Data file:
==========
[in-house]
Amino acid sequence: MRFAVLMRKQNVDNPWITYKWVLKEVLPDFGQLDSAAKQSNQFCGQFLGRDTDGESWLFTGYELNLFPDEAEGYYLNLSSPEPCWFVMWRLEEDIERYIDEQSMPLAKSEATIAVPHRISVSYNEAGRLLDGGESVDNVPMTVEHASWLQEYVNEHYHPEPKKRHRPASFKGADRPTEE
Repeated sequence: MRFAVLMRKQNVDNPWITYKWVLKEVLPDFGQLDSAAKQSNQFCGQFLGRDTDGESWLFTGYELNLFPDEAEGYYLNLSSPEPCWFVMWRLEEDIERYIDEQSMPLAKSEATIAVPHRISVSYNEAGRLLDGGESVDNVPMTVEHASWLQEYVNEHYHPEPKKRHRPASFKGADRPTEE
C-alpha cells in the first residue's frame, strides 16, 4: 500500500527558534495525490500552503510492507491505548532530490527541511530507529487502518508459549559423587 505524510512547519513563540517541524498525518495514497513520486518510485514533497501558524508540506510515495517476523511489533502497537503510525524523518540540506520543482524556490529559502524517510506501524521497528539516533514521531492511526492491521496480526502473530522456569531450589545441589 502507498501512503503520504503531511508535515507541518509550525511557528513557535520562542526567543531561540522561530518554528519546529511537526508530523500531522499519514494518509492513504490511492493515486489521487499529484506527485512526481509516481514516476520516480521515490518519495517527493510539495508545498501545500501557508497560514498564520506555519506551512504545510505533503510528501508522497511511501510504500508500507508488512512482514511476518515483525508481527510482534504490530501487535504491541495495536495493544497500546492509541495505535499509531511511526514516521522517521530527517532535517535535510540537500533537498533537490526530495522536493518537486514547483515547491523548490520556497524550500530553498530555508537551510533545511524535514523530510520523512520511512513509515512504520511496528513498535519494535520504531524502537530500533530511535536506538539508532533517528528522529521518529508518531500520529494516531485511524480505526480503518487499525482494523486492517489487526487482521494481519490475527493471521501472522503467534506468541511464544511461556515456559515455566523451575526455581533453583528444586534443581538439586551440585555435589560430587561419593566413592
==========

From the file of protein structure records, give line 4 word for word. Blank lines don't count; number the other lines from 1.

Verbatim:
C-alpha cells in the first residue's frame, strides 16, 4: 500500500527558534495525490500552503510492507491505548532530490527541511530507529487502518508459549559423587 505524510512547519513563540517541524498525518495514497513520486518510485514533497501558524508540506510515495517476523511489533502497537503510525524523518540540506520543482524556490529559502524517510506501524521497528539516533514521531492511526492491521496480526502473530522456569531450589545441589 502507498501512503503520504503531511508535515507541518509550525511557528513557535520562542526567543531561540522561530518554528519546529511537526508530523500531522499519514494518509492513504490511492493515486489521487499529484506527485512526481509516481514516476520516480521515490518519495517527493510539495508545498501545500501557508497560514498564520506555519506551512504545510505533503510528501508522497511511501510504500508500507508488512512482514511476518515483525508481527510482534504490530501487535504491541495495536495493544497500546492509541495505535499509531511511526514516521522517521530527517532535517535535510540537500533537498533537490526530495522536493518537486514547483515547491523548490520556497524550500530553498530555508537551510533545511524535514523530510520523512520511512513509515512504520511496528513498535519494535520504531524502537530500533530511535536506538539508532533517528528522529521518529508518531500520529494516531485511524480505526480503518487499525482494523486492517489487526487482521494481519490475527493471521501472522503467534506468541511464544511461556515456559515455566523451575526455581533453583528444586534443581538439586551440585555435589560430587561419593566413592